· The school district serves a variety of communities that have had the possibility of mining / logging expansions and unfortunately we have not seen a significant growth in the number of families with school age children in any of these communities.
· Demographically, the population of Vanderhoof is similar to that in many other communities in rural Canada that are struggling with the reality of smaller families.
· Our analysis of Vanderhoof, in particular, points to a slightly better picture than many communities in that we now see a generally stable elementary population for the next 5 – 15 year while we see our secondary student enrolment declining for the next 5 – 7 years and then leveling out.
· Please see the Matrix Planning Associates Slideshow in the ‘Reconfiguration Documents’ page.
WHY IS NVSS PROJECTING DECREASING ENROLMENT WHEN OUR ELEMENTARY SCHOOLS HAVE A RELATIVELY STABLE ENROLMENT?
· Our high schools are beginning to experience the general population decline that our elementary schools have seen over the last 5 – 10 years. As each smaller and smaller grade group of children progresses through school, it impacts the grade above them and that is now what we are experiencing at the high school level.
· We will continue to see declining numbers at the high school for the next 5 – 7 years.
WOULD FUND RAISING INITIATIVES BY PARENTS HELP TO KEEP OUR SCHOOLS OPEN?
· The school district continues to value the hard work of our parents in helping to fund a variety of school equipment and activities. Parent Advisory Councils are a vital partner in ensuring rich, vibrant school communities.
· The capital and maintenance costs of facility management are considerable and the likelihood of a sustained model of reliance on fund raising would place a considerable strain on both current and future parents and is likely not sustainable for the long term.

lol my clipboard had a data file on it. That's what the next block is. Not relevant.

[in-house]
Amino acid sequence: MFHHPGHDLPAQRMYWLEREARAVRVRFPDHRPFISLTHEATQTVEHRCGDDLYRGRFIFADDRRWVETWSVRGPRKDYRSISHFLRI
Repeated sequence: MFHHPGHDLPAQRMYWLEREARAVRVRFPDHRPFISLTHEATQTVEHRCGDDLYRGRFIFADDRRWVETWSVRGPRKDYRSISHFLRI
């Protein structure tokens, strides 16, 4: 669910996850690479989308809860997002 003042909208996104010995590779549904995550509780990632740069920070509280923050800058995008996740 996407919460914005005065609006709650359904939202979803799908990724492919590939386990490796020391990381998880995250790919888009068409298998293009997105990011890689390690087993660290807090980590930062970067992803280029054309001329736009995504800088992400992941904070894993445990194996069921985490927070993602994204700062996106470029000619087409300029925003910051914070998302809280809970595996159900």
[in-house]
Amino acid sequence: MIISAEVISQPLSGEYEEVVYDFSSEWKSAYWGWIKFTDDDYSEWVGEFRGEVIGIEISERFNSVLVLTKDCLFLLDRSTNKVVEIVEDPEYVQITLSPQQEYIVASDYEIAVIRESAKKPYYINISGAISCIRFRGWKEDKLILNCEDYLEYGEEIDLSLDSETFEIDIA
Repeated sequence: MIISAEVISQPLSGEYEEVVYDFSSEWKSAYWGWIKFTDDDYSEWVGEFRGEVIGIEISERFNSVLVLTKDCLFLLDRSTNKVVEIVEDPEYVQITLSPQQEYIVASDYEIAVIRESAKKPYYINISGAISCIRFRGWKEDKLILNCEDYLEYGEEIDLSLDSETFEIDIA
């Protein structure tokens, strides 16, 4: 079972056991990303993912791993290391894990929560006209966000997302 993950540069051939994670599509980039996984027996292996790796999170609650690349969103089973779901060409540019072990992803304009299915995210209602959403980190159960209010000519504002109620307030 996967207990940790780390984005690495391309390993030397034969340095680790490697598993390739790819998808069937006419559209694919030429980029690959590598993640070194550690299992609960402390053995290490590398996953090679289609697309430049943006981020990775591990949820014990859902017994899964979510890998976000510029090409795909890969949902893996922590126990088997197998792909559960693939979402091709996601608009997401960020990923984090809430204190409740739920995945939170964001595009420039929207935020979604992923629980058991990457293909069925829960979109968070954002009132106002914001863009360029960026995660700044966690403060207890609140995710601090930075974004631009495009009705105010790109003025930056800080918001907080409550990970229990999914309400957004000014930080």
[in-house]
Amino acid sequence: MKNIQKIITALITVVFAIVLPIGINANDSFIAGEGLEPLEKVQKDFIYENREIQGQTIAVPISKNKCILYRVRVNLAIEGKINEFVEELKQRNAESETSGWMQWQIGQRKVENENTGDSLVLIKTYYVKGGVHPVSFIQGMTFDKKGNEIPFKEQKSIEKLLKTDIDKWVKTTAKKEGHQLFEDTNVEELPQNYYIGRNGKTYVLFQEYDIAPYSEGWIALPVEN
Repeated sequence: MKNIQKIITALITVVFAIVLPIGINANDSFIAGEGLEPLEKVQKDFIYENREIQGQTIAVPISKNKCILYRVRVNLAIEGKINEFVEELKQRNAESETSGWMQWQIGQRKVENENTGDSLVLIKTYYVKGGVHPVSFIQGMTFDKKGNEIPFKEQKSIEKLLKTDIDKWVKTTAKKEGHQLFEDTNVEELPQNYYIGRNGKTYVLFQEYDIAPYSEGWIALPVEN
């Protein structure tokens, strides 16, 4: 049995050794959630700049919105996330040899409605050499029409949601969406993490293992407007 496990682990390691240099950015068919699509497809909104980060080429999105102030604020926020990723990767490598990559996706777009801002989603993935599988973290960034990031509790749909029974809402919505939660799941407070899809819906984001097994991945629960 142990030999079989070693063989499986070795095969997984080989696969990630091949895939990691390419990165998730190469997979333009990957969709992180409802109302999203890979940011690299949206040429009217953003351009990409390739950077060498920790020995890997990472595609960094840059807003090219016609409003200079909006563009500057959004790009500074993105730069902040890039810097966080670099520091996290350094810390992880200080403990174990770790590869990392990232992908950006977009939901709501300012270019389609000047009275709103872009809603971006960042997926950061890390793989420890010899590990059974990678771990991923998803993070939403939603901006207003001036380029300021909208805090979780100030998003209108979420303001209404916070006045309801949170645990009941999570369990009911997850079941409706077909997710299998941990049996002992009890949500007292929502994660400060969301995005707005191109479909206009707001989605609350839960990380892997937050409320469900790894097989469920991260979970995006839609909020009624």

· Utilizing the passion, voice and involvement of parents in creating schools that maximize facility efficiency and quality education programming will support our school board in their role of deciding on the best course of action when considering financial realities and pressures that are facing school districts across the province.
I AM WORRIED THAT A LARGER ELEMENTARY SCHOOL WILL NOT OFFER THE SAME LEVEL OF CARE, CLASS SIZE, AND VALUES THAT OUR SMALL SCHOOLs DO?
· The MISSION statement for the school district says that we are committed to ensuring the success of ALL learners. As we heard at the Feb. 4th consultation meeting, we have parents and students from all of our schools that love and advocate for their schools.
· All district schools have caring and nurturing people who make schools the places that they are.
· When compared to the average size of elementary schools throughout the province an elementary school of 250 – 350 students is not considered large.
· Class sizes are governed by legislation and policy that is consistent in public education throughout the province. Please click on this link provided as a summary of class size by the province and you will see little discrepancy in class sizes between our schools: http://www.bced.gov.bc.ca/reports/pdfs/class_size/2011/091.pdf
· Each of our elementary schools have students who reach and are recognized for the significant milestones of student achievement (honour roll, athletic involvement, student leadership, graduation, scholarship winners, etc.)
· Each of our schools helps develop young people we can all be proud of and who make significant contributions to their communities.
· Parents are encouraged to book some time with principals of potential schools to talk with them and tour the school.
ARE THE FIVE OPTIONS PRESENTED BY MATRIX PLANNING THE ONLY OPTIONS THAT THE SCHOOL BOARD WILL CONSIDER DURING THE CONSULTATION PERIOD?
· Absolutely not! The Board is committed to hearing ideas and suggestions from our school communities and researching those to determine their viability.
MY CHILD IS STARTING KINDERGARTEN THIS FALL. WHAT SHOULD I BE THINKING ABOUT IN TERMS OF SCHOOL RECONFIGURATION?
- As status quo is still an option we suggest that you apply to enroll your student in the school where you want them to be able to attend but that you also apply to your home school so that they can be prepared if there are changes.
- Please note that on Feb. 18, 2013 the Board passed a motion that no changes related to Vanderhoof School Reconfiguration would occur until at least September, 2014.